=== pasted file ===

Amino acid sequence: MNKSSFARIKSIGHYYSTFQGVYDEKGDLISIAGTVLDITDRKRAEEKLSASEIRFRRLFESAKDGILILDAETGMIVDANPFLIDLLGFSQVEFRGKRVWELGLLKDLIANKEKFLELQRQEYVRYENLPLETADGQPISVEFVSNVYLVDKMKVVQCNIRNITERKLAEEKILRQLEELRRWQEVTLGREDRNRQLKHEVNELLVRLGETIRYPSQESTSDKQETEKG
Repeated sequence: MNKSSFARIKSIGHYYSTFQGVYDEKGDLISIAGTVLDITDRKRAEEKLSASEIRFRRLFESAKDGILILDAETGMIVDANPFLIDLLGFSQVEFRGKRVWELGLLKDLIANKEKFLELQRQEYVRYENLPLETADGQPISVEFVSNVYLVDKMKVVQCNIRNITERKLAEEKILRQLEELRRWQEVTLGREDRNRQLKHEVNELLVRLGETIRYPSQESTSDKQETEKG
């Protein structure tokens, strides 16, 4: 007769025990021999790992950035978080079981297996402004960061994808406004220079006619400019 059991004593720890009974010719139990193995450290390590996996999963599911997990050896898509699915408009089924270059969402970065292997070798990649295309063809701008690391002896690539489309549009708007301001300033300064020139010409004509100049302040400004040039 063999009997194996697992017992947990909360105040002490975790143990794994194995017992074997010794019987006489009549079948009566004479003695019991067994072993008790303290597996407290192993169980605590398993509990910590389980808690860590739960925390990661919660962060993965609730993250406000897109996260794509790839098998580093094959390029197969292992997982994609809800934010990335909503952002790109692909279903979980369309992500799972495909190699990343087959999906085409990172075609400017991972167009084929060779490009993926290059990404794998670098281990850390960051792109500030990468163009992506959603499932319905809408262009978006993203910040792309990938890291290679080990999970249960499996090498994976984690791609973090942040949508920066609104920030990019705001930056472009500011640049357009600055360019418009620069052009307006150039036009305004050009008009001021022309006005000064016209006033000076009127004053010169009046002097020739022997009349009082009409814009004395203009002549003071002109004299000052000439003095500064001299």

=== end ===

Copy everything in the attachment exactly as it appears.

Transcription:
Amino acid sequence: MNKSSFARIKSIGHYYSTFQGVYDEKGDLISIAGTVLDITDRKRAEEKLSASEIRFRRLFESAKDGILILDAETGMIVDANPFLIDLLGFSQVEFRGKRVWELGLLKDLIANKEKFLELQRQEYVRYENLPLETADGQPISVEFVSNVYLVDKMKVVQCNIRNITERKLAEEKILRQLEELRRWQEVTLGREDRNRQLKHEVNELLVRLGETIRYPSQESTSDKQETEKG
Repeated sequence: MNKSSFARIKSIGHYYSTFQGVYDEKGDLISIAGTVLDITDRKRAEEKLSASEIRFRRLFESAKDGILILDAETGMIVDANPFLIDLLGFSQVEFRGKRVWELGLLKDLIANKEKFLELQRQEYVRYENLPLETADGQPISVEFVSNVYLVDKMKVVQCNIRNITERKLAEEKILRQLEELRRWQEVTLGREDRNRQLKHEVNELLVRLGETIRYPSQESTSDKQETEKG
């Protein structure tokens, strides 16, 4: 007769025990021999790992950035978080079981297996402004960061994808406004220079006619400019 059991004593720890009974010719139990193995450290390590996996999963599911997990050896898509699915408009089924270059969402970065292997070798990649295309063809701008690391002896690539489309549009708007301001300033300064020139010409004509100049302040400004040039 063999009997194996697992017992947990909360105040002490975790143990794994194995017992074997010794019987006489009549079948009566004479003695019991067994072993008790303290597996407290192993169980605590398993509990910590389980808690860590739960925390990661919660962060993965609730993250406000897109996260794509790839098998580093094959390029197969292992997982994609809800934010990335909503952002790109692909279903979980369309992500799972495909190699990343087959999906085409990172075609400017991972167009084929060779490009993926290059990404794998670098281990850390960051792109500030990468163009992506959603499932319905809408262009978006993203910040792309990938890291290679080990999970249960499996090498994976984690791609973090942040949508920066609104920030990019705001930056472009500011640049357009600055360019418009620069052009307006150039036009305004050009008009001021022309006005000064016209006033000076009127004053010169009046002097020739022997009349009082009409814009004395203009002549003071002109004299000052000439003095500064001299």